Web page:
In the 18th century, the University of Basel used random selection to appoint a scholar. Three people were chosen and the final selection was made by lot
There has been a flurry of press interest about the plight of women in the workplace recently, highlighting issues such as the lack of women on boards, the gender pay gap and the dearth of female leaders. Women reading this article may think “Oh no, not another piece portraying us as victims”, while the men may be suffering from neck ache – from lowering their heads in shame.
But it is surprising that in 2015 women are still so under-represented at the top of all kinds of hierarchies, be it in corporations, universities or the public sector. Many academics will be familiar with the figures for UK higher education: 20.1 per cent of vice-chancellors and 30.5 per cent of pro vice-chancellors and deputy vice-chancellors are female. While the latter figure is encouraging, suggesting a potential pipeline for a new cohort of female vice-chancellors, change is slow and the continued dearth of women in senior leadership positions seems at odds with recent research findings.
First, diversity brings benefits to a company’s bottom line. There is evidence that Fortune 500 companies with more female directors outperform those with fewer female board members on a broad range of financial indicators – although these results do not tell us whether women increase a firm’s performance, or whether better-performing firms select more women.
Evidence from a field study by Cristian Dezsö at the University of Maryland and David Gaddis Ross at Columbia Business School, which controlled for many factors, concluded that female representation in top management improves the performance of companies that pursue innovative strategies. Additionally, diversity is believed to have a positive impact on a firm’s performance in turbulent times, and laboratory experiments have found that the performance of a group is affected more by the proportion of women in it than by the intelligence of the group’s members.
One of the most interesting findings on women and leadership, from the work of Amalia Miller at the University of Virginia, is the evidence that women are more likely to get promoted in organisations where senior executives are female. Women seem to get more out of other women. The productivity of female workers has been shown to increase under female managers and leaders. A study by Luca Flabbi and colleagues suggests that female executives are better equipped to interpret signals of productivity from female workers. (In a similar way, previous research has shown that academic leaders are better able to interpret other scholars.)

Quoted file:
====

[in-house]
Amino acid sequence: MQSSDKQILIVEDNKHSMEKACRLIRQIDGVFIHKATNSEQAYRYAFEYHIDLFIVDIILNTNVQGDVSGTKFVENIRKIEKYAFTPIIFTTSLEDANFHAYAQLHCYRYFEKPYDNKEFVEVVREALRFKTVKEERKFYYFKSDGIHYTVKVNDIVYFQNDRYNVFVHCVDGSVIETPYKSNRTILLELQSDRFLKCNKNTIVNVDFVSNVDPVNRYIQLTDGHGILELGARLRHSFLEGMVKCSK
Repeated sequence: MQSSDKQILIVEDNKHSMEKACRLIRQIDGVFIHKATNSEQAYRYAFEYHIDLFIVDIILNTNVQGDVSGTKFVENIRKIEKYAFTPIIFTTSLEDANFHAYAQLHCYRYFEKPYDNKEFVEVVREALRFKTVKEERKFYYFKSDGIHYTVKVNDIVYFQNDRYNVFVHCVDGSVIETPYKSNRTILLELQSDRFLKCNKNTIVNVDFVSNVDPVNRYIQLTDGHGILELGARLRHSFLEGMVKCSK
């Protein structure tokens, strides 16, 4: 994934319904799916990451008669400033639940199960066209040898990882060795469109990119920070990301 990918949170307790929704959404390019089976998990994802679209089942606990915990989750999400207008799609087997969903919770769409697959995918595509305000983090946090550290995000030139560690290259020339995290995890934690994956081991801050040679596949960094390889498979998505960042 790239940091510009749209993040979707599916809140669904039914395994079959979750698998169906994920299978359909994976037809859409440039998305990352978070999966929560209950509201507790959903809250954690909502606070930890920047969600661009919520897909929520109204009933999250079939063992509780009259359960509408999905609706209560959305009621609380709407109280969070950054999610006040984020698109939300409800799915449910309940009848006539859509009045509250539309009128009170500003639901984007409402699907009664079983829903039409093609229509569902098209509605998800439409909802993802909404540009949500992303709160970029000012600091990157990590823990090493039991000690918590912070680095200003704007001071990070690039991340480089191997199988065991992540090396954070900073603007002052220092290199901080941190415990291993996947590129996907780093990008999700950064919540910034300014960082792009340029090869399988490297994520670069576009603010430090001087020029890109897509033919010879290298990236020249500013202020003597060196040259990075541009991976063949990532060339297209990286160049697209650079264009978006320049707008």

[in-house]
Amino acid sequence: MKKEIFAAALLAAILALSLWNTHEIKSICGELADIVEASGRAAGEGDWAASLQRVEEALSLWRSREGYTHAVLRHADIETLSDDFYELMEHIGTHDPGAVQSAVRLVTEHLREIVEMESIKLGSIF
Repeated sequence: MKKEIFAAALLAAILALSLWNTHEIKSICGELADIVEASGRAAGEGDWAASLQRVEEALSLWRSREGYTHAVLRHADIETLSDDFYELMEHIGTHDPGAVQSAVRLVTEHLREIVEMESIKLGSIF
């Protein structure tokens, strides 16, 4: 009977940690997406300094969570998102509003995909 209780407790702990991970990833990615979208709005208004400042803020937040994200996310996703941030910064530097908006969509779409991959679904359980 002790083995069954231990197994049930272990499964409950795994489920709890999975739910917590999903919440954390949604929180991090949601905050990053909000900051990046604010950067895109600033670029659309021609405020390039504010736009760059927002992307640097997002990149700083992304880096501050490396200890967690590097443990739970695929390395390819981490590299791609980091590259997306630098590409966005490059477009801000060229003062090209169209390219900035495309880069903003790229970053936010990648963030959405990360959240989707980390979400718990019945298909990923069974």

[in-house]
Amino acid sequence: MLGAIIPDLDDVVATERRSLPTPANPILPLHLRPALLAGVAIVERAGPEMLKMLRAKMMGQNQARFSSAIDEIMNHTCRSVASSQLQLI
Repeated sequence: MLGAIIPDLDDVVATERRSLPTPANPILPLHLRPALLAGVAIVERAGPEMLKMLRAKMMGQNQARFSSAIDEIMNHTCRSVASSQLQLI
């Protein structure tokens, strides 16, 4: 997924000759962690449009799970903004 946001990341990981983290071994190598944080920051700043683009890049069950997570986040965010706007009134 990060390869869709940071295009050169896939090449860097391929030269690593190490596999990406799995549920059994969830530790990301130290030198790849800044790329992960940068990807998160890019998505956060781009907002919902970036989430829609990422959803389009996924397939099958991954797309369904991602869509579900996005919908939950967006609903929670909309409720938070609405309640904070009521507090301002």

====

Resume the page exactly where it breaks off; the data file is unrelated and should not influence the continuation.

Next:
Second, women today are better educated than men on average. The majority of university graduates in Organisation for Economic Cooperation and Development countries are now female. In the UK in 2014, 180,000 men graduated from university compared with 240,000 women. Moreover, research by Angela Duckworth and Martin Seligman of the University of Pennsylvania shows that in a wide range of settings, girls are more self-disciplined than boys. In general, this characteristic is correlated with success in the workplace – but not for women.
Despite these gains in education, and the apparent benefits that female leaders bring to companies, women still have much lower promotion rates than men across all ranks, even after controlling for individual characteristics like age, education, experience and tenure. And the higher the level of business leadership, the more male-dominated it is.
Why wouldn’t everyone want to benefit from the talents of women and a diversity of ideas and decision-making? Everything points to the importance of getting women into leadership positions. So why aren’t there more of them there?
Research highlights several possible reasons why women become less visible in the upper echelons and why they leak out of the proverbial pipeline. Most studies focus on “demand-side” causes – in particular, discrimination against women. Demand-side factors are imposed on women externally, often because of stereotyping. Women are expected to be less ambitious, less assertive and less self-reliant, but also more caring and communally oriented. In addition, it is assumed that women will face family-work conflicts. These stereotypes clash with the stereotypes associated with leadership. Instead a “too risky to promote” attitude emerges, regardless of whether these expectations are justified or not.
Research on “supply-side” explanations is a more recent development. Such studies examine how women tend to impose negative stereotypes on themselves and their self-identity, for example. Women also appear to have to choose between career success and social success, and to endure extra pressures that male leaders are not exposed to. So females who adopt counter-stereotypical behaviour are sometimes viewed as “out of role”, “bitchy” or lacking in social skills. They may try to compensate for this by attempting to display greater sociability in a bid to be liked. However, most women conform to female stereotypes to some extent. Studies show that conforming to such stereotypes has a negative impact on their entrepreneurial intentions, leadership aspirations and interest in science, technology, engineering and maths.